Since the explosion of social media platforms like Facebook, Twitter and Instagram, researchers are intensely interested in how these engaging tools affect the user in real life. One way that social media may directly affect the happiness of an individual is in his or her marriage. One study that specifically looked at Facebook interaction found that divorce rates rose anywhere from 2.18 percent to 4.32 percent in those who increased their annual Facebook interaction time by 20 percent. Does social media directly affect the divorce process, and if so, how?
Social media and divorce
The things you post on social media can have a direct bearing on your divorce if you aren't aware and careful. Online activity often gives clues to the other party about underhanded tricks you are trying or assets you are attempting to hide. If you are tagged in a photo with your friend driving your new BMW, this may be a clear sign you aren't disclosing all your assets to your spouse.
It's not just social media; even emails, texts and websites you've visited can be used as admissible evidence in court. These simple communications that most Americans use daily can give direct insight into things you may not want your spouse to know, such as an upcoming bonus or job offer.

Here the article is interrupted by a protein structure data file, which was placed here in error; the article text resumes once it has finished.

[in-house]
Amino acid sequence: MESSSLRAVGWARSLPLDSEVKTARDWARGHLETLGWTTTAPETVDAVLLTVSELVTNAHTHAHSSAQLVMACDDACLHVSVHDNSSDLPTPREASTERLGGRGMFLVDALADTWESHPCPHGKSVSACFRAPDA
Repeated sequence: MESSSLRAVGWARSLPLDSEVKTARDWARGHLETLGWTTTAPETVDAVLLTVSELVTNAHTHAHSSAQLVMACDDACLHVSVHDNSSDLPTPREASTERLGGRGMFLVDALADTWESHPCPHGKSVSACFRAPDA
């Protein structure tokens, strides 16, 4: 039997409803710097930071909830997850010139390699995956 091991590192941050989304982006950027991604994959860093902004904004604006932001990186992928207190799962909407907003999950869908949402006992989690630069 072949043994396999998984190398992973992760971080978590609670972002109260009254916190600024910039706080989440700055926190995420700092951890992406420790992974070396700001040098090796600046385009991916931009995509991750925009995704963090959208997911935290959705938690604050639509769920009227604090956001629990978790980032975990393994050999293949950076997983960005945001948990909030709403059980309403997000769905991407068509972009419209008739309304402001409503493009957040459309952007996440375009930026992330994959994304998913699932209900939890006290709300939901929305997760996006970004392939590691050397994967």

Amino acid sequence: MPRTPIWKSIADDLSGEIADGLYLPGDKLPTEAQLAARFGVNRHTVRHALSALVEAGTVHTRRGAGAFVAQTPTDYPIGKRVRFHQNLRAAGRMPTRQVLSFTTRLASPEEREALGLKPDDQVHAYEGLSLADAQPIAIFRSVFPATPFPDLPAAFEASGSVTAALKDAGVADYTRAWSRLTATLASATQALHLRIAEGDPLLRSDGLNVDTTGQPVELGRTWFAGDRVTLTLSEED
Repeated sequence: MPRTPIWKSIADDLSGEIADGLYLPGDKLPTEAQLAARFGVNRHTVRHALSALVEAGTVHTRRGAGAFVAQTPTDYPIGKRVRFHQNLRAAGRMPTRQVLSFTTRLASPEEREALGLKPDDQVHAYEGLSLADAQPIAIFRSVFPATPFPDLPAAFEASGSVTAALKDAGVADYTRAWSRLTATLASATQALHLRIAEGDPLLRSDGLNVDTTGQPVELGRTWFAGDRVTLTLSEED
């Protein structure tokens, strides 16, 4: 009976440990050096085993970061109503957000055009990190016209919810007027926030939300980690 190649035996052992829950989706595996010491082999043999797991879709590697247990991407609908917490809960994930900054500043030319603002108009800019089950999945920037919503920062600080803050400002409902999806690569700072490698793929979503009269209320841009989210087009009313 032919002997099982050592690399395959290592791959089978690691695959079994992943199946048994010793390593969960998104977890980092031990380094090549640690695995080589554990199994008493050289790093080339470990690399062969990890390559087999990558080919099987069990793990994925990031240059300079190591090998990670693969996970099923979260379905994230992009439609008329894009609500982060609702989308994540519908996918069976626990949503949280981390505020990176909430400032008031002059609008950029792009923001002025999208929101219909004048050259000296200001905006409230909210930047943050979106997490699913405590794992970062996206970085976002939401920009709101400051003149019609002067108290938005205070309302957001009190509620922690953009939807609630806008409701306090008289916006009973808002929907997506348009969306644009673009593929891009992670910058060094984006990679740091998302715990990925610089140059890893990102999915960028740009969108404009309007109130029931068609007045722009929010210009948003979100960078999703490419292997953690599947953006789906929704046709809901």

Anything put on the Internet can be remembered forever, even if you quickly delete it. When you are going through a divorce, it's important that you are cautious and careful about what you post on social media, as your accounts may be used to find information you would like kept private.
Social media tips during divorce
If you are in the middle of a divorce and wonder how to appropriately use your social media accounts, follow these rules:
- Always be polite and never use your accounts to discuss personal grievances.
- Use discretion in everything you post and avoid posting pictures or check-ins of your daily activities.
- Change your privacy settings so your spouse can't see your posts through mutual friends.
- Disable the function that allows your friends to check you in at certain places.
- Never discuss your relationship status on social media until your divorce is final, and never answer questions about your current relationships online.
- If you are in any type of doubt about the best way to handle your social media accounts during divorce, simply delete or disable them until the process is complete.
If you are considering a divorce and want to make sure your best interests are represented, you may benefit from consulting with a professional attorney who can answer any questions you have about how social media during your divorce.